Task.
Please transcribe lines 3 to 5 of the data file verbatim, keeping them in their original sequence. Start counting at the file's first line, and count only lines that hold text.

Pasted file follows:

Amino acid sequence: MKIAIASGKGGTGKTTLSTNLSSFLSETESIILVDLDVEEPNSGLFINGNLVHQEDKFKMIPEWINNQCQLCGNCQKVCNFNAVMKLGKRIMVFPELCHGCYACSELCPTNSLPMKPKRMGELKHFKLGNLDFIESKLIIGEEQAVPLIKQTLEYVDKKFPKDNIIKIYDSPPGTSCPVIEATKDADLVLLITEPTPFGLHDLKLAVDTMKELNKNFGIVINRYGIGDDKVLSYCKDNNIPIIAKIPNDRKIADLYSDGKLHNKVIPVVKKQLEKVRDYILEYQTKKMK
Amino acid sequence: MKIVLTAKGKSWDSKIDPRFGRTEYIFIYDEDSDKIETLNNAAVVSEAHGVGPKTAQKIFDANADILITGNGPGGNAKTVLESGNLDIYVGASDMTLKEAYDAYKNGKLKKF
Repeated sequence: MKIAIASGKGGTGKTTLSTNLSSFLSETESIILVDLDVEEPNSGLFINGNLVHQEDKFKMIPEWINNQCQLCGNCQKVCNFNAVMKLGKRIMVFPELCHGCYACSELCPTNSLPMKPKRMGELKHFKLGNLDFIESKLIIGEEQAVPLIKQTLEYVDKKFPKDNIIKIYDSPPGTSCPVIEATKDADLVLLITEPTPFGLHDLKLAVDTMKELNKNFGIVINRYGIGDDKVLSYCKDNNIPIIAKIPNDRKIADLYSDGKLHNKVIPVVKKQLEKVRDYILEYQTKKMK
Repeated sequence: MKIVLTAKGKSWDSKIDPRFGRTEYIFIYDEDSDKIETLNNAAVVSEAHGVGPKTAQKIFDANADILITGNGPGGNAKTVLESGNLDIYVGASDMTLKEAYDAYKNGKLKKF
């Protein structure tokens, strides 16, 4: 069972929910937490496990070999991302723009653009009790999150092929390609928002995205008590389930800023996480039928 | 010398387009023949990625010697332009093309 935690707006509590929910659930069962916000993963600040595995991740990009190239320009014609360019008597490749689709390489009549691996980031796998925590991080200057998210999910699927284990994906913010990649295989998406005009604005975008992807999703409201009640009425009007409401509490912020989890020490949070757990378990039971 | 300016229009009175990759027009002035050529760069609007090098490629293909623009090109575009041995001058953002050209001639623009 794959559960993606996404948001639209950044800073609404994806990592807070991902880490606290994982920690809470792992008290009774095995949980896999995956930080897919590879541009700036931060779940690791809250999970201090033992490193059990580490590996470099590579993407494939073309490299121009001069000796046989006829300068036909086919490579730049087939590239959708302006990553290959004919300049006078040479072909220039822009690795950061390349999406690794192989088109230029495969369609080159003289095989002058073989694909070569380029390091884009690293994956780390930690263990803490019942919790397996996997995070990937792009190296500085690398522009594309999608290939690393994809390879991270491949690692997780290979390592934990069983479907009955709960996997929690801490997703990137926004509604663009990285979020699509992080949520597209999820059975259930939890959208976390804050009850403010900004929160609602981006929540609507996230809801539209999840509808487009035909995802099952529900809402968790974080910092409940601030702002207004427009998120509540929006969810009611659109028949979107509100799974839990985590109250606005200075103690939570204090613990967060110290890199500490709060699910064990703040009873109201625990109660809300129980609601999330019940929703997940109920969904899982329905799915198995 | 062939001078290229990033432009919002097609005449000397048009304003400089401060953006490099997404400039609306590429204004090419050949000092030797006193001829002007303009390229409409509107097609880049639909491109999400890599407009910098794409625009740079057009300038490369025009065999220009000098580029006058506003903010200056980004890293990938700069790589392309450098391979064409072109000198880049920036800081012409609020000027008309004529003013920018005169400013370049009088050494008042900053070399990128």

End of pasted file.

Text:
Repeated sequence: MKIAIASGKGGTGKTTLSTNLSSFLSETESIILVDLDVEEPNSGLFINGNLVHQEDKFKMIPEWINNQCQLCGNCQKVCNFNAVMKLGKRIMVFPELCHGCYACSELCPTNSLPMKPKRMGELKHFKLGNLDFIESKLIIGEEQAVPLIKQTLEYVDKKFPKDNIIKIYDSPPGTSCPVIEATKDADLVLLITEPTPFGLHDLKLAVDTMKELNKNFGIVINRYGIGDDKVLSYCKDNNIPIIAKIPNDRKIADLYSDGKLHNKVIPVVKKQLEKVRDYILEYQTKKMK
Repeated sequence: MKIVLTAKGKSWDSKIDPRFGRTEYIFIYDEDSDKIETLNNAAVVSEAHGVGPKTAQKIFDANADILITGNGPGGNAKTVLESGNLDIYVGASDMTLKEAYDAYKNGKLKKF
């Protein structure tokens, strides 16, 4: 069972929910937490496990070999991302723009653009009790999150092929390609928002995205008590389930800023996480039928 | 010398387009023949990625010697332009093309 935690707006509590929910659930069962916000993963600040595995991740990009190239320009014609360019008597490749689709390489009549691996980031796998925590991080200057998210999910699927284990994906913010990649295989998406005009604005975008992807999703409201009640009425009007409401509490912020989890020490949070757990378990039971 | 300016229009009175990759027009002035050529760069609007090098490629293909623009090109575009041995001058953002050209001639623009 794959559960993606996404948001639209950044800073609404994806990592807070991902880490606290994982920690809470792992008290009774095995949980896999995956930080897919590879541009700036931060779940690791809250999970201090033992490193059990580490590996470099590579993407494939073309490299121009001069000796046989006829300068036909086919490579730049087939590239959708302006990553290959004919300049006078040479072909220039822009690795950061390349999406690794192989088109230029495969369609080159003289095989002058073989694909070569380029390091884009690293994956780390930690263990803490019942919790397996996997995070990937792009190296500085690398522009594309999608290939690393994809390879991270491949690692997780290979390592934990069983479907009955709960996997929690801490997703990137926004509604663009990285979020699509992080949520597209999820059975259930939890959208976390804050009850403010900004929160609602981006929540609507996230809801539209999840509808487009035909995802099952529900809402968790974080910092409940601030702002207004427009998120509540929006969810009611659109028949979107509100799974839990985590109250606005200075103690939570204090613990967060110290890199500490709060699910064990703040009873109201625990109660809300129980609601999330019940929703997940109920969904899982329905799915198995 | 062939001078290229990033432009919002097609005449000397048009304003400089401060953006490099997404400039609306590429204004090419050949000092030797006193001829002007303009390229409409509107097609880049639909491109999400890599407009910098794409625009740079057009300038490369025009065999220009000098580029006058506003903010200056980004890293990938700069790589392309450098391979064409072109000198880049920036800081012409609020000027008309004529003013920018005169400013370049009088050494008042900053070399990128």